Monday, November 3, 2008
Nawab Sahib Qibla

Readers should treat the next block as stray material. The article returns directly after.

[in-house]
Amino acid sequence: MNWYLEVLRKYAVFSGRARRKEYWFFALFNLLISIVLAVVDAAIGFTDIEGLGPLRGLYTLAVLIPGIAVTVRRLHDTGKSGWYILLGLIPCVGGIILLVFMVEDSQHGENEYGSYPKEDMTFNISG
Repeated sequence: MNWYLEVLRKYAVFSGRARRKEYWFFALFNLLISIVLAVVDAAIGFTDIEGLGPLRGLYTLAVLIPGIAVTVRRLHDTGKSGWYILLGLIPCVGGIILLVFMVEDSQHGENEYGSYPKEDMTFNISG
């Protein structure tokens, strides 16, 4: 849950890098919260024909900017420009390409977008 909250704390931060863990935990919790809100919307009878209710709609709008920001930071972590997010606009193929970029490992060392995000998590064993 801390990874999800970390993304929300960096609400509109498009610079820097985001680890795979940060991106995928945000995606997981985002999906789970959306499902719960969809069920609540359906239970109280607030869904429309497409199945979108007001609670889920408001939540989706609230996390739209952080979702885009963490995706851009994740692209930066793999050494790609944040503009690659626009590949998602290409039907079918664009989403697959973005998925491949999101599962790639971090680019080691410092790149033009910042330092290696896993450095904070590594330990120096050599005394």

Nawab Sahib Qibla, a play in the ongoing Qadir Ali Baig Theatre Festival is a humorous take on the decadent turns life takes. A presentation from the Rafi Theatre Production from Lahore the play managed to be both funny and thought provoking at the same time. With the Duration of a little over an hour the Play is aimed primarily at reviving the interest in theatre in Hyderabad. Presented in Urdu, it managed to elicit an eclectic mix of audience of both the connoisseurs of theatre and Plebeian youngsters experimenting with a very interesting (albeit dying) art form. The Play traces the journey of Nawab Sahib Qibla who falls onto bad times owing to his reckless spending and his trysts with women of ill repute. When he has to resort to selling his ancestral House and property he is amazed to know that the buyer is none other than his loyal Servant of umpteen years, Rehman(played by a slick and extremely convincing Usmaan Peerzada) who ends up not only as the master of the property but also manages to steal the girl the Nawab has eyes for! The Play written in the 1940’s is designed to be a comedy of manners. The simple set manages to successfully recreate the lost age of Nawabs complete with their love for repose and requiescence, the leisure of long evening talks, the music from the gramophone records complete with a hookah and a paan-daan!! The play is a wonderfully witted social satire on the ways and follies of the Rich. A scene which succinctly explains this fact is when the Nawab is asked to take up some work by his Lawyer to substantiate his mearge earnings, the Nawab responds by saying “ Koi Kaam Nahi”, an attitude which speaks volumes about the laid back lifestyle of the Nawabs.(Something which us Hyderbadis can instantly relate to as we are the true inheritors of the Nizami-Nawab Culture). Muhammad Qavi Khan, an eminent Pakistani Theatre artist brings to life the Character of the Nawab, a man who has lost all his fortune but seeks to ward off the impending crisis by selling off the last remaining dregs of his ancestral Property. With his subtle acting overtones and delightful comic timing he delivers a flawlessly refined performance. The high point of the play comes right at the end when the role reversal of the Master and Servant is shown ironically in the Salaam which the Nawab gives his Servant who is the New Owner of His House!Times do change fast and how!! The only sore point was the continuous ringing of mobile phones,which did manage to irritate a few and infuriate the other few! All in all a refreshing Concept which adds a new dimension to a genre called sophisticated comedy!